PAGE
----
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Heel pain: causes, treatment and prevention

Updated: February 2020


Heel pain, known in medical terms as talalgia, most commonly occurs when walking or exercising, but it can also occur at rest. This sharp pain usually affects a single foot, and you may feel it at the back of your heel, underneath it, around the outside of your heel, or all over the heel area.

Causes of heel pain

Heel pain can have multiple causes. The heel is made up of tendons, ligaments, and two bones, all of which could be the cause of your pain. The pain could also be caused by a mechanical issue or an underlying condition.

Mechanical causes include plantar fasciitis (the most common cause of heel pain), calcaneal spurs (a bony outgrowth of the heel bone), tendinopathy or tendinitis in the Achilles tendon, a fractured heel bone (called the calcaneus), cracked skin on your heels, or verrucas.

Underlying conditions that can cause heel pain include inflammatory conditions affecting the joints (such as rheumatoid arthritis, rheumatism, gout or Sever’s disease), nerve problems (e.g. sciatica or diabetic neuropathy), or vascular conditions (such as a problem with the arteries in your legs and/or feet).

In all cases, heel pain can become very disabling and must be medically treated if it persists for several weeks. If left untreated, your pain could get worse and make it more difficult or even impossible for you to walk.

Treating heel pain

When the pain comes on, you could try to relieve it by applying ice to the painful area, and by avoiding walking or prolonged standing so that you don’t put weight on your heel.

If the pain does not subside and you experience other symptoms (e.g. redness or swelling), we advise you to talk to a doctor. Depending on the cause of the pain, he or she may advise you to rest your foot and prescribe you an anti-inflammatory drug, special insoles, a cast or other orthopaedic support, a course of physiotherapy and rehabilitation, or steroid injections or even surgery (in the case of a fractured heel).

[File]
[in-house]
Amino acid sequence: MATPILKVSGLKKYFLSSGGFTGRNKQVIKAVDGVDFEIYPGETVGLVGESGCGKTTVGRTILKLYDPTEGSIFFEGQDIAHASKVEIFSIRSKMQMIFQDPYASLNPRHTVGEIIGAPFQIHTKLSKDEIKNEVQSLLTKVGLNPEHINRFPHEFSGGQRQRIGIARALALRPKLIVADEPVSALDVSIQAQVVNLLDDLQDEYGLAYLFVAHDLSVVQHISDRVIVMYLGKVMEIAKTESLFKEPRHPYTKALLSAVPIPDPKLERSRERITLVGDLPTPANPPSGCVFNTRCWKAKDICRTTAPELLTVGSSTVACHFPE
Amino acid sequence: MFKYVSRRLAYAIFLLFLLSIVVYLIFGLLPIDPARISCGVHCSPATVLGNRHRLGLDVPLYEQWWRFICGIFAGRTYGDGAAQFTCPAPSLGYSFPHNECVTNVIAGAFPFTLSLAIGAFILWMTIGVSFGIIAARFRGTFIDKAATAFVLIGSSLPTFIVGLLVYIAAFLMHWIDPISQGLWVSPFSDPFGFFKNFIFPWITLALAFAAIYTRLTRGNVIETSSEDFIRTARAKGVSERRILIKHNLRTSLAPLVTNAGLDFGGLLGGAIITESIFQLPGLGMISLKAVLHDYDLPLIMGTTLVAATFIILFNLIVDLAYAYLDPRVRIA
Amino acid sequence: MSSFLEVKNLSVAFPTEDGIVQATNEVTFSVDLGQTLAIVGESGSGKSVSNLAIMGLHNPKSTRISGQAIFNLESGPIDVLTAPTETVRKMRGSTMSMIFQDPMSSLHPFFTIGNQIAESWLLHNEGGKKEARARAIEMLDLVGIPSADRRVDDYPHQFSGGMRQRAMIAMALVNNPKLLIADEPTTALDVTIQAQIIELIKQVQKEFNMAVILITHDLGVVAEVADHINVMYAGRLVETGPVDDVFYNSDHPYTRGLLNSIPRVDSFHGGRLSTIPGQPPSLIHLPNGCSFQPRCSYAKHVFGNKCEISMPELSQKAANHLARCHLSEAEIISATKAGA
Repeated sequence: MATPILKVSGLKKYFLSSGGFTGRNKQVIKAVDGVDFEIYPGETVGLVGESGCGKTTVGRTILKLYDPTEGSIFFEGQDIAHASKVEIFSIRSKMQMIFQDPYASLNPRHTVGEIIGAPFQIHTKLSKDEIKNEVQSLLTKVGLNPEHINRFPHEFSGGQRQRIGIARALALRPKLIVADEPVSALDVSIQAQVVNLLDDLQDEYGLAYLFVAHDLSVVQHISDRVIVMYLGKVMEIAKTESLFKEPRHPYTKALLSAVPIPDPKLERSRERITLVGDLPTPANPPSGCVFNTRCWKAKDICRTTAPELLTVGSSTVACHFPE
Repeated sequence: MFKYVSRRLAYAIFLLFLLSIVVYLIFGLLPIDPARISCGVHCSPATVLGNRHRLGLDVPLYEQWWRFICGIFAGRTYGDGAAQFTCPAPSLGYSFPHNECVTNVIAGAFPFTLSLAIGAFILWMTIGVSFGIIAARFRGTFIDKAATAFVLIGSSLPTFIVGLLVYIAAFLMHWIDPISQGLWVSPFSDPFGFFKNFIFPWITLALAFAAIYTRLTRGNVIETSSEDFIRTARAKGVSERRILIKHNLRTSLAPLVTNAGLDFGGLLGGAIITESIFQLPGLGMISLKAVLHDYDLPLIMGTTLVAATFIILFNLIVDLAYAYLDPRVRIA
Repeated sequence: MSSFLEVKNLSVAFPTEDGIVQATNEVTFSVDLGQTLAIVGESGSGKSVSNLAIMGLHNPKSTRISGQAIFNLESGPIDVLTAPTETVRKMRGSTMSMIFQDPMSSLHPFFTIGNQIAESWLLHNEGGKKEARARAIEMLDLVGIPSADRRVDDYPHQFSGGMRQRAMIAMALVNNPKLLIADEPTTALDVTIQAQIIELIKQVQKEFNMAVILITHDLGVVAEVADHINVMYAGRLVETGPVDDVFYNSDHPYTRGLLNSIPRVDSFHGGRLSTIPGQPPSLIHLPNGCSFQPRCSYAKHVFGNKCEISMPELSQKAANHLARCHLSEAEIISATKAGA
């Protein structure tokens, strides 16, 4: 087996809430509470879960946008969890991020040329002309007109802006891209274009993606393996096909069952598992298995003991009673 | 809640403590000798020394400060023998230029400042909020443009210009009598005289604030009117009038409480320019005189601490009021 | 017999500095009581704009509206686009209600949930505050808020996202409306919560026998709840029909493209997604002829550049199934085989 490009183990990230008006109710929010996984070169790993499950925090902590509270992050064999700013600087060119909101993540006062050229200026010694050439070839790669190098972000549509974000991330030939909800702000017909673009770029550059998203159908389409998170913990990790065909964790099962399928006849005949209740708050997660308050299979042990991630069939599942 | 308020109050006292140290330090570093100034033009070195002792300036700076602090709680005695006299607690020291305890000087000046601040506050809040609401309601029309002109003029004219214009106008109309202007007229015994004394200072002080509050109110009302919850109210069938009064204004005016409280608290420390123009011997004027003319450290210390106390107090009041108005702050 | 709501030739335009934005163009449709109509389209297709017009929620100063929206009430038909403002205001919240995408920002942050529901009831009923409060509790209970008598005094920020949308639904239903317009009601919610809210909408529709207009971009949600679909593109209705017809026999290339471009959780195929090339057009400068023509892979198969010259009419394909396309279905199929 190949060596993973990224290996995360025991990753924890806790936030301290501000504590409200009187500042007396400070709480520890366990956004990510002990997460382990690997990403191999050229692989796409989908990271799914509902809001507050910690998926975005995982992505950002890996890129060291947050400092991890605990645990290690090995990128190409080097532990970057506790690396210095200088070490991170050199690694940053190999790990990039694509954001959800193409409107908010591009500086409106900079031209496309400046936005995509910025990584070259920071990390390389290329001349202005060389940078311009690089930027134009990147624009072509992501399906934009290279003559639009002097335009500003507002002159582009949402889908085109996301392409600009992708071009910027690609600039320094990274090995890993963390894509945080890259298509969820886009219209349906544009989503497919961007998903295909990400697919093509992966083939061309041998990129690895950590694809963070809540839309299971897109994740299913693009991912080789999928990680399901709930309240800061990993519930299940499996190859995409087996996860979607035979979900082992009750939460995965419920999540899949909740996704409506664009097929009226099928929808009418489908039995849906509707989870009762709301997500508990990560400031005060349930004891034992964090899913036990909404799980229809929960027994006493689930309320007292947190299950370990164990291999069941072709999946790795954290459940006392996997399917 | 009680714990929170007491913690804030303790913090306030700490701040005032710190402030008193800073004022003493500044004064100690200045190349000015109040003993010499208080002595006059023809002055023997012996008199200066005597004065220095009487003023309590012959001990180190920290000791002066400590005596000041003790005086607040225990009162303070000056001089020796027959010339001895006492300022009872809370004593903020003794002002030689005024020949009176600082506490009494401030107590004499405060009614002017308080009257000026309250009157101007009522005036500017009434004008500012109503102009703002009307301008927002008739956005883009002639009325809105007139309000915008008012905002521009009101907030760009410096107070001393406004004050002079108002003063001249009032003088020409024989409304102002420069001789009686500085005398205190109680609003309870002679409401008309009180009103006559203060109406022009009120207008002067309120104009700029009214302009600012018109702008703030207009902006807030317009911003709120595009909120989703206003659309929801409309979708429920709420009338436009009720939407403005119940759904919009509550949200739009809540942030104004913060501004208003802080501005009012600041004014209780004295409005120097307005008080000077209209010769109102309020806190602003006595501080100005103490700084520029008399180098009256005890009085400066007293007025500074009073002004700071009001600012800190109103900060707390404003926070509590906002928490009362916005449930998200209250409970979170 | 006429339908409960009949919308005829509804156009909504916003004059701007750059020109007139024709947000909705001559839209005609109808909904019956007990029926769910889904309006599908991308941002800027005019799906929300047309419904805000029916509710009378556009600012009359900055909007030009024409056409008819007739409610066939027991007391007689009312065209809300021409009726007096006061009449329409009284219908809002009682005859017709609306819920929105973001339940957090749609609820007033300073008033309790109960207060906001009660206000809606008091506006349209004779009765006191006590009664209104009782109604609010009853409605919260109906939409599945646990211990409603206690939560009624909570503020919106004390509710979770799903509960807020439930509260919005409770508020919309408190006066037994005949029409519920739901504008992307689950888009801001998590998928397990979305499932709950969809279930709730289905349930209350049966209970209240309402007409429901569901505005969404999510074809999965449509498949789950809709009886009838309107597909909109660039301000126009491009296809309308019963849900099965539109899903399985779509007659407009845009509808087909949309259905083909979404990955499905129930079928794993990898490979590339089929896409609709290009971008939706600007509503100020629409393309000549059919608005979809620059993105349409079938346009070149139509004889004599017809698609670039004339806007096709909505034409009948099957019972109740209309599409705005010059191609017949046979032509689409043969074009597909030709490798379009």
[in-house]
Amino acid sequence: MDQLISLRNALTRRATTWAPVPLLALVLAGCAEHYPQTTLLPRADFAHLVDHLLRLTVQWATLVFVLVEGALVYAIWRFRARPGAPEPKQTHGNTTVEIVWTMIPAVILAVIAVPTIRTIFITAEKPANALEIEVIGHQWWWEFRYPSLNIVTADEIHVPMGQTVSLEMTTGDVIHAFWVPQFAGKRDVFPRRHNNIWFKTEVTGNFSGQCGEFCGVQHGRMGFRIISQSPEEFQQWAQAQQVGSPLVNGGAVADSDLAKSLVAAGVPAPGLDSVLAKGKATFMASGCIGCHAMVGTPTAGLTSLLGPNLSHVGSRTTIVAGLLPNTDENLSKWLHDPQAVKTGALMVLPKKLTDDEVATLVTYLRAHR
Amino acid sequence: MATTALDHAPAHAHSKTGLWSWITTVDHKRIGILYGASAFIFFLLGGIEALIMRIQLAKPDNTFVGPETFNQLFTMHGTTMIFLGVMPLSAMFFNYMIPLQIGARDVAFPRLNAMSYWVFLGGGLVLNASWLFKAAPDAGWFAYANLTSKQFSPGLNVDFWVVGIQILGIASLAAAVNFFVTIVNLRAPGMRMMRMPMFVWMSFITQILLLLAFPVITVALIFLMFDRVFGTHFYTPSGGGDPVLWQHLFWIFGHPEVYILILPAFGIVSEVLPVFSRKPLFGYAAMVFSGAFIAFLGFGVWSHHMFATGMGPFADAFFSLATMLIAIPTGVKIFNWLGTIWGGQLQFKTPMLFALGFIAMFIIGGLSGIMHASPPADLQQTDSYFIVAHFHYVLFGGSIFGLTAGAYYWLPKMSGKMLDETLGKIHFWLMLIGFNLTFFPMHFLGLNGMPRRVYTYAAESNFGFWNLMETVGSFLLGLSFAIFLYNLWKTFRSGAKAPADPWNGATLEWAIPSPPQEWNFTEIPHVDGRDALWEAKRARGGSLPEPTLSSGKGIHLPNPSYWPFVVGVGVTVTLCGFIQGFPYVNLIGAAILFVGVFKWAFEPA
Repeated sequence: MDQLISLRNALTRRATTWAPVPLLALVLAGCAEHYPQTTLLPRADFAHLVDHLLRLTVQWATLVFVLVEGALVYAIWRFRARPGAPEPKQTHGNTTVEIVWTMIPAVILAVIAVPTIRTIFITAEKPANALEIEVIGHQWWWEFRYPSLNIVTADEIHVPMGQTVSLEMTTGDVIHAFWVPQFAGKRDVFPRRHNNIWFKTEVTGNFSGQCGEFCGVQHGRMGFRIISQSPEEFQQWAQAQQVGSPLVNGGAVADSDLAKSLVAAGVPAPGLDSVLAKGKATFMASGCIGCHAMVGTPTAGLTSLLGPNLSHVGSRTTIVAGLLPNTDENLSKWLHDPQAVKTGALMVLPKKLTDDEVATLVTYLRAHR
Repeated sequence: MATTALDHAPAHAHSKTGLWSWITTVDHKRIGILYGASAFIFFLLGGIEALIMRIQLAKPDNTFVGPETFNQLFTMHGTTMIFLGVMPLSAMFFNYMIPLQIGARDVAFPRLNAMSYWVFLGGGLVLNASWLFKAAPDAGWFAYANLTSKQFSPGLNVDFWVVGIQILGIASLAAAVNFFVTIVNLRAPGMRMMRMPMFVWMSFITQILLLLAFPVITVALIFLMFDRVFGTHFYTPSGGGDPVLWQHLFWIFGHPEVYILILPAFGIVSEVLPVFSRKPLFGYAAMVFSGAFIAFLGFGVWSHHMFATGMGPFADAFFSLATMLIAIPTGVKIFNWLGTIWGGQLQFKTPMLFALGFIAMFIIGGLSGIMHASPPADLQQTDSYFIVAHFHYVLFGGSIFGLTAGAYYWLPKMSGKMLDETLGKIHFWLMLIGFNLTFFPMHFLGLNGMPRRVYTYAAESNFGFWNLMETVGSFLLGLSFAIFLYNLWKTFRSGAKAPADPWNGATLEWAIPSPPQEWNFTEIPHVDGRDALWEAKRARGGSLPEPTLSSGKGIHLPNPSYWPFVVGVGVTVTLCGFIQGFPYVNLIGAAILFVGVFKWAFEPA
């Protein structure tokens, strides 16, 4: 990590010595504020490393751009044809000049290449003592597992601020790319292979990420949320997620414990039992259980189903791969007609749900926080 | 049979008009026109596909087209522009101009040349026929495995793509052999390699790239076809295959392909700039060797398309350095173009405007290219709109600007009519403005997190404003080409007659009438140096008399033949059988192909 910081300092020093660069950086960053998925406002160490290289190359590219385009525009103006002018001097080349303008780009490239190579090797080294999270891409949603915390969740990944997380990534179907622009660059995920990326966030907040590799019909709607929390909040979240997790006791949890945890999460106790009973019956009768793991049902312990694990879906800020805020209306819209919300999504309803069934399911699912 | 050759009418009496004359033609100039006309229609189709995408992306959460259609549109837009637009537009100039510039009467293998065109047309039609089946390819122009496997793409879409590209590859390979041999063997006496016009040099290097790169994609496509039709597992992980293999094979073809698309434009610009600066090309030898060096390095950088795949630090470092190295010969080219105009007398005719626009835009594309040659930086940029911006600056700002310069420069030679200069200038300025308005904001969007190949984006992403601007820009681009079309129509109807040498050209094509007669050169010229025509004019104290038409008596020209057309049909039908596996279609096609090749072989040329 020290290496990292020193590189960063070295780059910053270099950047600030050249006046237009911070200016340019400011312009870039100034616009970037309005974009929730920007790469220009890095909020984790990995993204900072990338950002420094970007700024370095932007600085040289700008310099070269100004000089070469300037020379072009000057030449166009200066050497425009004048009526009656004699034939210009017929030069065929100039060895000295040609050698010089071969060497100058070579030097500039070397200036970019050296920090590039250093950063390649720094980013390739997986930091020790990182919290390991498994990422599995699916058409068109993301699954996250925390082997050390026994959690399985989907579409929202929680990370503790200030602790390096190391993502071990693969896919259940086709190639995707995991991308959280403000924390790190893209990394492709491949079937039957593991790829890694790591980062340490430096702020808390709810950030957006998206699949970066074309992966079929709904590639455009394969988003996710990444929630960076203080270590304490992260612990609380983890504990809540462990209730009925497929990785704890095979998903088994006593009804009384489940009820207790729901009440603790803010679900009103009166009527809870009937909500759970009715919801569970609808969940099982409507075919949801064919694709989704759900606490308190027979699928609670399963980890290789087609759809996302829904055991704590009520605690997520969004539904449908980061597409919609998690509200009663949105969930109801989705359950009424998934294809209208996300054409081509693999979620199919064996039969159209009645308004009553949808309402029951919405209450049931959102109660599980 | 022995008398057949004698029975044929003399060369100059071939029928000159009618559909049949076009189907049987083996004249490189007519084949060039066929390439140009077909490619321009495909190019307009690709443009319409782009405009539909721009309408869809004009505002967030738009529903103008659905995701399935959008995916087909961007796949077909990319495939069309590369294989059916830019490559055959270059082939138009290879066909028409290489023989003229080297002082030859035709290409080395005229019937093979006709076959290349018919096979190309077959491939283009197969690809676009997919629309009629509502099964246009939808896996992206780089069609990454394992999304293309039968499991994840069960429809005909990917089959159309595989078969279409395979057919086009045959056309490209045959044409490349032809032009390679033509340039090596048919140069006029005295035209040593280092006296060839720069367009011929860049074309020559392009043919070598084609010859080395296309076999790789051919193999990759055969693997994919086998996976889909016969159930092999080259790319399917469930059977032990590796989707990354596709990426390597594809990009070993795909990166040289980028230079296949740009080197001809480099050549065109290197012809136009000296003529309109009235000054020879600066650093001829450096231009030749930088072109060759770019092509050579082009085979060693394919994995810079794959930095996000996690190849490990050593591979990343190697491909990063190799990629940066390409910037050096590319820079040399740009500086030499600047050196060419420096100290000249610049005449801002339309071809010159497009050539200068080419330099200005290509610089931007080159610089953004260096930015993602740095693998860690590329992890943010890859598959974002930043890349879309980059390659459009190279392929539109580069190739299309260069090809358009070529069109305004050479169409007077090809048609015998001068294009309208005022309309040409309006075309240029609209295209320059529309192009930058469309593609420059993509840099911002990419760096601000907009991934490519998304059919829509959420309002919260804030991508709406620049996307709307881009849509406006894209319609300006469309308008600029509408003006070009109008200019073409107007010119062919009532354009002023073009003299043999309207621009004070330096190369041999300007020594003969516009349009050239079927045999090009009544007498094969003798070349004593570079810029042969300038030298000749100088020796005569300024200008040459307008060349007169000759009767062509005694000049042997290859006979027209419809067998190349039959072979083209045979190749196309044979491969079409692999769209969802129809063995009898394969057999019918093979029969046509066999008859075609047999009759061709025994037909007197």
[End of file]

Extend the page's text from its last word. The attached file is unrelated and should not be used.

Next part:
Finally, there are some other, drug-free methods of treating pain, such as the OMRON HeatTens range of pain relievers, which combine soothing heat with Transcutaneous Electrical Nerve Stimulation (TENS).

Preventing heel pain

To prevent any kind of heel pain, first and foremost you should wear good shoes with arch support – especially when exercising. You should also avoid heavy lifting and try not to become overweight.


References:

Ameli.fr (2018). Definition and possible causes of talalgia. Retrieved from www.ameli.fr/assure/sante/themes/talalgie-douleur-au-talon/definition-causes-possibles.

Spée, M. (2017). Heel pain: what is talalgia? Retrieved from www.passeportsante.net/fr/Maux/Symptomes/Fiche.aspx?doc=douleur-talons-symptome.

Nicard, Q. (2017). Heel pain: all about talalgia. Retrieved from www.passeportsante.net/fr/Maux/Symptomes/Fiche.aspx?doc=douleur-talon-talalgie-symptome.

Lemaire, F. (2016). Heel pain: what to do? Retrieved from www.videos.doctissimo.fr/sante/vie-pratique/douleur-talon.html

Horde, P. Heel pain: causes. Retrieved from www.sante-medecine.journaldesfemmes.fr/faq/7654-douleurs-au-talon-causes